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The Gadfly

BY CAROL TAVRIS

MANY YEARS AGO, AS I WAS SITTING IN A courtroom waiting to testify as an expert witness in a case involving junk psychology, I observed a child custody case ahead of ours. A social worker was arguing that the mother in question should not be granted custody of her children, full or even shared. True, the mother had never hit or otherwise physically abused them; but, said the social worker with certainty, the mother had herself been abused as a child and it was virtually certain that she would in the future repeat the crimes of her parents. Psychologists have called this common idea the “cycle of abuse.” It seems to affirm our intuitions that abused children would grow up to become abusive parents themselves, given that all children imitate so much of what they observe at home. But new evidence shows that once again our intuitions have led us astray.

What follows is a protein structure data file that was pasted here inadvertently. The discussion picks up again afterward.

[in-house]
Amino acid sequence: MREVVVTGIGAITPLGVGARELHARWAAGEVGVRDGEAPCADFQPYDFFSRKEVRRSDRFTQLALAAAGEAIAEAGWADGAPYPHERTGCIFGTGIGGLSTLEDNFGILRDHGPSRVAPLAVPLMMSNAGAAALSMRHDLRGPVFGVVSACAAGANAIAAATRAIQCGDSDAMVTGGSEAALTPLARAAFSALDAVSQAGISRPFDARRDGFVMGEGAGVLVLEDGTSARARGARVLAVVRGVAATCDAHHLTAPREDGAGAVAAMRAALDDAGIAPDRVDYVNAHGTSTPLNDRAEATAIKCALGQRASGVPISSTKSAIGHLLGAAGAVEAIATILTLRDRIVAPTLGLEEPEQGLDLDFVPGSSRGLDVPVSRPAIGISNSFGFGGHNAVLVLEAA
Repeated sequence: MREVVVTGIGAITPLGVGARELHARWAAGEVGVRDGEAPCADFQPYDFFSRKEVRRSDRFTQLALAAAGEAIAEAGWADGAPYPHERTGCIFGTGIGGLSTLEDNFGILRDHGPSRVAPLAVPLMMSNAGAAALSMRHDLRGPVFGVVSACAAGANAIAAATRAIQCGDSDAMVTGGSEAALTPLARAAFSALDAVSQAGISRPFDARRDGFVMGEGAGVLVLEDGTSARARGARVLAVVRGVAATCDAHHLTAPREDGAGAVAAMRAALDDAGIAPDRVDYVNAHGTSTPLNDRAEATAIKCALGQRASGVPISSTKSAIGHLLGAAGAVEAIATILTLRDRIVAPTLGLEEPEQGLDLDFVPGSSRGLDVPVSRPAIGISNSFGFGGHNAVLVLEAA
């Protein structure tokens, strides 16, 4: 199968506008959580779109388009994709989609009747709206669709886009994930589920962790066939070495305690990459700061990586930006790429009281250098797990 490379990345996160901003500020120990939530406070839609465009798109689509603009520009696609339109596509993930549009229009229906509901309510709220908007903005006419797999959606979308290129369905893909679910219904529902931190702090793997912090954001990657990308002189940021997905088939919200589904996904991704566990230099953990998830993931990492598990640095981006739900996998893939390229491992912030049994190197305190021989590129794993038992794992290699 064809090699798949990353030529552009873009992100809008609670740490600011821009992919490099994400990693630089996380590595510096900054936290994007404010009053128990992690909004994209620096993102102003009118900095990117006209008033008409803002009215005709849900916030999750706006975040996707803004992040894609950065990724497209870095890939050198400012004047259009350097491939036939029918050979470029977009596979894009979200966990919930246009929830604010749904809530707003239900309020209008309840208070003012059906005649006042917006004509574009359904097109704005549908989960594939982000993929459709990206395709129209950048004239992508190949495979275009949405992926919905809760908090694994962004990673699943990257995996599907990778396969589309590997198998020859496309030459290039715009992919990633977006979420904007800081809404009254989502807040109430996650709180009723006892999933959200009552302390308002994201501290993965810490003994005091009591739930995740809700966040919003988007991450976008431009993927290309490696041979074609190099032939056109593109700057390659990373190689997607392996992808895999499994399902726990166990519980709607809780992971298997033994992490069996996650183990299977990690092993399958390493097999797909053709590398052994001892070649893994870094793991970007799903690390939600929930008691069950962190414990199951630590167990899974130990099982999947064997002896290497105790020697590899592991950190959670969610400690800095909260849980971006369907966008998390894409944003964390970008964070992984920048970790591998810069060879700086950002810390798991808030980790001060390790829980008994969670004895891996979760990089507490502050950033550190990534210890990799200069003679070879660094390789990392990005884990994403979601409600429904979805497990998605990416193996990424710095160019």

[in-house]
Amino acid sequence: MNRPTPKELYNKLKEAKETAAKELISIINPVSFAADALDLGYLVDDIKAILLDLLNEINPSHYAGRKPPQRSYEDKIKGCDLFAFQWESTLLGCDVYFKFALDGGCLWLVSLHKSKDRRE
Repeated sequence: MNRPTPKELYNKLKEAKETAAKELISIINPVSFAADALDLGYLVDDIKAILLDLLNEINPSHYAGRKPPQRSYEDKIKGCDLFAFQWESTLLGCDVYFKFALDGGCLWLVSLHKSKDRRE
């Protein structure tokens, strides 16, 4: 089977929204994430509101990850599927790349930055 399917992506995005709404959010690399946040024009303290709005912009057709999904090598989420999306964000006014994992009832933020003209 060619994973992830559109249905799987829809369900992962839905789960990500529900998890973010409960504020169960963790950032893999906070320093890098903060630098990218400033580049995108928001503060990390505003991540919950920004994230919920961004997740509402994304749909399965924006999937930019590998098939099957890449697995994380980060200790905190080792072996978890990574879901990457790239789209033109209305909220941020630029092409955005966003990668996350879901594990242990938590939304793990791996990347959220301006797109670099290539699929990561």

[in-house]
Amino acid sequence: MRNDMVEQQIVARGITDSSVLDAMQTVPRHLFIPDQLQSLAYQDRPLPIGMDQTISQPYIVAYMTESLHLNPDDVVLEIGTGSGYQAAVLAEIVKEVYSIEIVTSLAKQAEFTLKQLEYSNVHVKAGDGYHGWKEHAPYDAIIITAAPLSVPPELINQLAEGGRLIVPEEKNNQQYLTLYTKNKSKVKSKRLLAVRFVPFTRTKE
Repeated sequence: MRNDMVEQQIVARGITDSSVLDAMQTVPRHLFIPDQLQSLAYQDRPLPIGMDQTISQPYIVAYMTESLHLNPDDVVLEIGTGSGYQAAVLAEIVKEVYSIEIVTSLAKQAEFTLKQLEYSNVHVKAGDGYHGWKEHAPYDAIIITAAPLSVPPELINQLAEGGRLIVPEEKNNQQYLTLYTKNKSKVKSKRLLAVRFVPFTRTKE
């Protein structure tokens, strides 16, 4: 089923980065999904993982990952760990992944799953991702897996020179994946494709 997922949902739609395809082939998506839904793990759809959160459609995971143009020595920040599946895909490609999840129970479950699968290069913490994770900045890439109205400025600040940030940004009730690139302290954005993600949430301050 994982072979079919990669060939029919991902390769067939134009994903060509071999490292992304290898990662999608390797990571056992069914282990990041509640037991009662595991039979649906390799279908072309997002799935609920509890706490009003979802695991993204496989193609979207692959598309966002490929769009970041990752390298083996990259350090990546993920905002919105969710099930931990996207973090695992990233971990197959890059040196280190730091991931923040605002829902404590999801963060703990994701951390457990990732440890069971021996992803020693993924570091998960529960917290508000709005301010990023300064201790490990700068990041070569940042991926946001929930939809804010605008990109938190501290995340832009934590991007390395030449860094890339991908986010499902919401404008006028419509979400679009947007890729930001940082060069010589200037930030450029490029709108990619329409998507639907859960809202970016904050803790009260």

Most people take it for granted that the path from childhood to adulthood is a fairly straight one. We think of the embedded attitudes, habits, and values our parents taught us—some of which we are still trying to eradicate. Many people, as legions of memoirists remind us, carry with them the psychological scars of wounds they suffered at the hands of cruel, violent, alcoholic, unloving or neglectful parents. Longitudinal studies repeatedly find that children abused in these ways are more likely than other children to develop emotional problems, become violent or depressed, attempt suicide, commit crimes, drop out of school, and develop chronic stress-related illnesses. Adults imprisoned for violent acts and child abuse report high rates of their own victimization as children.

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